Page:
DEVELOP A DRAFT AGENDA
Most importantly, make sure school is in session for the tour. Plan a short and concise introductory presentation about the school and programs the policymaker will see. Following the brief presentation, schedule an organized tour.
Now that you have your agenda, the next step is to invite your targeted policymakers. Fax or mail a brief letter to the policymaker at his or her local office at least six weeks before the scheduled date (you can find contact information for your federal Members of Congress by visiting ACTE’s Legislative Action Center). Briefly introduce yourself, your program, and state the purpose of the letter. Explain why you would like the official to visit your program (to see how an example of a CTE program can work in the community, the importance of supporting such initiatives, etc.). Include specific information about the visit (date, time, location, others who may be invited, whether the media will be invited, what activities are planned for the visit). Public officials have very busy schedules, so you’ll need to be as flexible and accommodating as possible.
FOLLOW UP WITH THE SCHEDULER
The policymakers’s scheduler should be contacted seven to 10 days after you have mailed the letter. You should keep in mind that you need to be flexible with the date and tour arrangements. You should take every step to accommodate the policymaker. NOTE: Federal legislators will most likely be in their home districts Mondays, Fridays, and on the weekends.
DETERMINE PRESS ACTIVITIES
Work with the policymaker’s press secretary, if they have one, to determine appropriate press activities. Send a press release to the local media inviting them to attend the tour. In addition to giving the policymaker publicity, it will increase the community’s interest in your program. Be sure to follow up with the media to make sure that they attend since the policymaker will be expecting them! Take plenty of photographs. If you are unable to have the media present during the tour, send the local reporters a follow-up summary and a photograph for their use. (ACTE can help you with your media activities! Please visit the "Targeting the Media" section of ACTE's Action Center.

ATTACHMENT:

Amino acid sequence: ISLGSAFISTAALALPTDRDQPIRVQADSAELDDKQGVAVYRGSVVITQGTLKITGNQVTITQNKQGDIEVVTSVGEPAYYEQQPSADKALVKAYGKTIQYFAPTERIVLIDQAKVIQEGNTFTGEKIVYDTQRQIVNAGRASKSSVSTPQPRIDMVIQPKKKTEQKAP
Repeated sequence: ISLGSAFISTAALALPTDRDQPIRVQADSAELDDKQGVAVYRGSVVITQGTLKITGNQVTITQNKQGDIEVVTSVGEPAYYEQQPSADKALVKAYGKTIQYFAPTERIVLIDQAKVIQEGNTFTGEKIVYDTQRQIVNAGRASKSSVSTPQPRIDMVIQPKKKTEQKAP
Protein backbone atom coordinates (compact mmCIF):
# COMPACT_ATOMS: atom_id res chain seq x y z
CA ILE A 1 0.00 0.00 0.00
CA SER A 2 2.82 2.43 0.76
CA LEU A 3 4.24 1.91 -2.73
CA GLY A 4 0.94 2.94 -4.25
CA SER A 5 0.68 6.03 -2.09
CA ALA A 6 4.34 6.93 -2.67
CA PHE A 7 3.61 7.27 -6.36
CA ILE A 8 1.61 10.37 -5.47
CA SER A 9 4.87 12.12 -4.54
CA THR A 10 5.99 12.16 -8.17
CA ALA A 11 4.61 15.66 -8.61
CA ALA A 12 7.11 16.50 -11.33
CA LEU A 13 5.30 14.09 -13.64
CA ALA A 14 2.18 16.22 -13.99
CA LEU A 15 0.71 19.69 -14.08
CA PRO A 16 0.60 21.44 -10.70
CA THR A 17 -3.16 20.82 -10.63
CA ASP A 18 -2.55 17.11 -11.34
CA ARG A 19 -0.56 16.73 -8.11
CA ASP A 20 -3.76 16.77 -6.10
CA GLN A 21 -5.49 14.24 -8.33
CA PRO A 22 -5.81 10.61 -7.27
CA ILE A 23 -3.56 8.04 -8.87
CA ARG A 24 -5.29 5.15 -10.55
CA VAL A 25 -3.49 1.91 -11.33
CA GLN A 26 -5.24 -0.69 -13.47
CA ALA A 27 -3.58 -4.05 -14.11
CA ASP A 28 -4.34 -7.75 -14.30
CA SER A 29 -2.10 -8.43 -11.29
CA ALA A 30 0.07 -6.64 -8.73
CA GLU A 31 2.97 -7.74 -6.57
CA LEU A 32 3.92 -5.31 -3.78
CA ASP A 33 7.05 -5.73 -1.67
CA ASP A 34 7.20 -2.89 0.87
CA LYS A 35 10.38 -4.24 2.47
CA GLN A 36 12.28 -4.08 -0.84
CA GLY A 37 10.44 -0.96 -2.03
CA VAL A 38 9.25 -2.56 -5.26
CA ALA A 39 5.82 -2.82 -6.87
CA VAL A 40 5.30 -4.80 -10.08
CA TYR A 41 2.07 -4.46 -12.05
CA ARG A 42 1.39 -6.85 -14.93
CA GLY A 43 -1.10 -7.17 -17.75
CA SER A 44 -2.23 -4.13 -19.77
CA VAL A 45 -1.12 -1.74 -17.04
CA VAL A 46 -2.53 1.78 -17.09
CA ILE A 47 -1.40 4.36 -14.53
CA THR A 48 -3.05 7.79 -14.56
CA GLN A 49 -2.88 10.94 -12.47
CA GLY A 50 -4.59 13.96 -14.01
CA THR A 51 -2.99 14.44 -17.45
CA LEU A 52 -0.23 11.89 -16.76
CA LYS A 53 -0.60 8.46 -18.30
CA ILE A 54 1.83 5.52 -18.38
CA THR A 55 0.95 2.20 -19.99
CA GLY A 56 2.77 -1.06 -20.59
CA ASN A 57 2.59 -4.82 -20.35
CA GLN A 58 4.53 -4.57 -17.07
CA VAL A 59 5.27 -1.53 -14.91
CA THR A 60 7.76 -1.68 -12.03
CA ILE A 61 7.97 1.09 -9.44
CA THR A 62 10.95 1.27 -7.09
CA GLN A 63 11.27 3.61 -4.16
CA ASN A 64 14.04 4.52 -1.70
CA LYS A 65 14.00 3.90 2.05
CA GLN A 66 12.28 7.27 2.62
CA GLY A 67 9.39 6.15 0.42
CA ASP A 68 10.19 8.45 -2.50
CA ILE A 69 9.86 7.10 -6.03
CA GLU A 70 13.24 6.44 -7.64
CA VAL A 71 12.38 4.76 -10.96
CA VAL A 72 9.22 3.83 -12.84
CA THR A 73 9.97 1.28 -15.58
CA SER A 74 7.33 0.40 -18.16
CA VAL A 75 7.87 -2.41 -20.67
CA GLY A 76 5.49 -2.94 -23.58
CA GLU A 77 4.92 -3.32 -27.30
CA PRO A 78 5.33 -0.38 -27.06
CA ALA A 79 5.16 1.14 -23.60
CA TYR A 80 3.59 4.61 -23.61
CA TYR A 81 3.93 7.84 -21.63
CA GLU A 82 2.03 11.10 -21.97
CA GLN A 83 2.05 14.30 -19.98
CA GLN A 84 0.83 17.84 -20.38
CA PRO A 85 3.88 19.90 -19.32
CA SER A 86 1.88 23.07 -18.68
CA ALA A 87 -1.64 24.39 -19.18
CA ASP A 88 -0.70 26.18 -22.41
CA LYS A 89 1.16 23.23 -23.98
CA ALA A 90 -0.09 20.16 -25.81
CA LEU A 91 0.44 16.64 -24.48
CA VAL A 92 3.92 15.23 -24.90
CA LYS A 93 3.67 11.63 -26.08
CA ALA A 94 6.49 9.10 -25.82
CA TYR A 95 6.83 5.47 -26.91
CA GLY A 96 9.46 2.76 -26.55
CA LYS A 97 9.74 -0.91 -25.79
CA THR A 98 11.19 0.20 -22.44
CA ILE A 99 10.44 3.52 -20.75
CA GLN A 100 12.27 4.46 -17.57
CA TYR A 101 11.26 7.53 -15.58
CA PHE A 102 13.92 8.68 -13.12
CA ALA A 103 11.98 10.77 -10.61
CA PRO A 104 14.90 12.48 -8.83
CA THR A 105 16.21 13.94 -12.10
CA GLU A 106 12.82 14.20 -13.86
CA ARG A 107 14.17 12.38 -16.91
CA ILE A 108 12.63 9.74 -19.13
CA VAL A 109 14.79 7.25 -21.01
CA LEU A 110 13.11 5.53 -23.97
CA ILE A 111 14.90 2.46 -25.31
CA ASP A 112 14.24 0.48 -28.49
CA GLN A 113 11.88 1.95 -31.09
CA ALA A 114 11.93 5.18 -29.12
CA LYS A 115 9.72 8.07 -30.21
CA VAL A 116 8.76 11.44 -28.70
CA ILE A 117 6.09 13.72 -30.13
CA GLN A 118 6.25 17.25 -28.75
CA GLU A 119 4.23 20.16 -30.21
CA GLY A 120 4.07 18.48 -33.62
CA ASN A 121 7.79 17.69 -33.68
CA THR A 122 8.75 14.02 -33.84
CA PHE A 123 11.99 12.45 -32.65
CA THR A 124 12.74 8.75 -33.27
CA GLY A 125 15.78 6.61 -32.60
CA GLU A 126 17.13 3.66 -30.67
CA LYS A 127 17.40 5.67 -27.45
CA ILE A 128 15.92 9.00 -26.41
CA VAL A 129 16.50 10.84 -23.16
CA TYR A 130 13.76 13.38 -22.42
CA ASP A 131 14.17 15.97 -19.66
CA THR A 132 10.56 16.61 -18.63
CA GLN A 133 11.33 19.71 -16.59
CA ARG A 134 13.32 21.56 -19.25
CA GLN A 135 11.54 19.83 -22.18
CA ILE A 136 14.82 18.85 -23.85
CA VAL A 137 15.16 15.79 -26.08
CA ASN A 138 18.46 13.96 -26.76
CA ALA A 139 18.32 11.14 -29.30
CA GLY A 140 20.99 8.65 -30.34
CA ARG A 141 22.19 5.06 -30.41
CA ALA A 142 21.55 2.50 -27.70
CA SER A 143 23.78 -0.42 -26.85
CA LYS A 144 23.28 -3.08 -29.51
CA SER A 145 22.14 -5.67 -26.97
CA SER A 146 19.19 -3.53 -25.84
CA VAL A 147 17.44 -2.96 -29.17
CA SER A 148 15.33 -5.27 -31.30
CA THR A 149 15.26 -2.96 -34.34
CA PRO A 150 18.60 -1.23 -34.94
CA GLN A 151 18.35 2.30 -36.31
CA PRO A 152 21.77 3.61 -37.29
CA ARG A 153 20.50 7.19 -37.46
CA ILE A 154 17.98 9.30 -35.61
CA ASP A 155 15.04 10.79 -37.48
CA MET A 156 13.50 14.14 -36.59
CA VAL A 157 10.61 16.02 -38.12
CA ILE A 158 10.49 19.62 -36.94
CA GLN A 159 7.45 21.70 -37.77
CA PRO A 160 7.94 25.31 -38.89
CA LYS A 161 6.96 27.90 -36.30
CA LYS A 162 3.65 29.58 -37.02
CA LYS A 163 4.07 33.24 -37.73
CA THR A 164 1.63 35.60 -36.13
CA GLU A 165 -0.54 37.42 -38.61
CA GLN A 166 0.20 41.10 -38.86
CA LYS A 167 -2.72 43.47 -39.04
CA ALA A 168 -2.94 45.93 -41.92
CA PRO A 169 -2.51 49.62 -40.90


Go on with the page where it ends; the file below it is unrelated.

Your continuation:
CONDUCT THE TOUR
The day has finally arrived! When the policymaker and his or her staff arrive, distribute descriptions of your programs, success stories about students and any other relevant information you feel promotes your program. Make sure that your name, address and phone number are on every document so staff can contact you later. Let the policymaker know the scope of the program: how many people you serve and what impacts the program has on families, the community, local businesses and the local economy. Explain why continued funding for CTE is important to students, jobseekers and businesses in the state or district. Encourage interaction between the policymaker and students. It is helpful for policymakers to make connections with those who benefit from the program and see the changes in people’s lives that good CTE programs make.
Have a few supporters present, such as parents, students and business partners, to help you make the case.
MAKE YOUR PITCH
Emphasize how additional resources could benefit students. While you have the policymaker’s undivided attention, make a pitch for support. Ask the lpolicymaker to support your programs through increased funding and effective policies. Remember to be specific if current legislation is pending.
Congratulations! You conducted a successful tour, but you have another important step to take. Before you do anything else, make sure you:
Send thank you letters to the policymaker and any staff who attended, reiterating the need for additional funding and more effective policies for your program.
Include copies of press coverage.
Include a photo of the policymakers with your students and supporters to remind them how important CTE is to your community.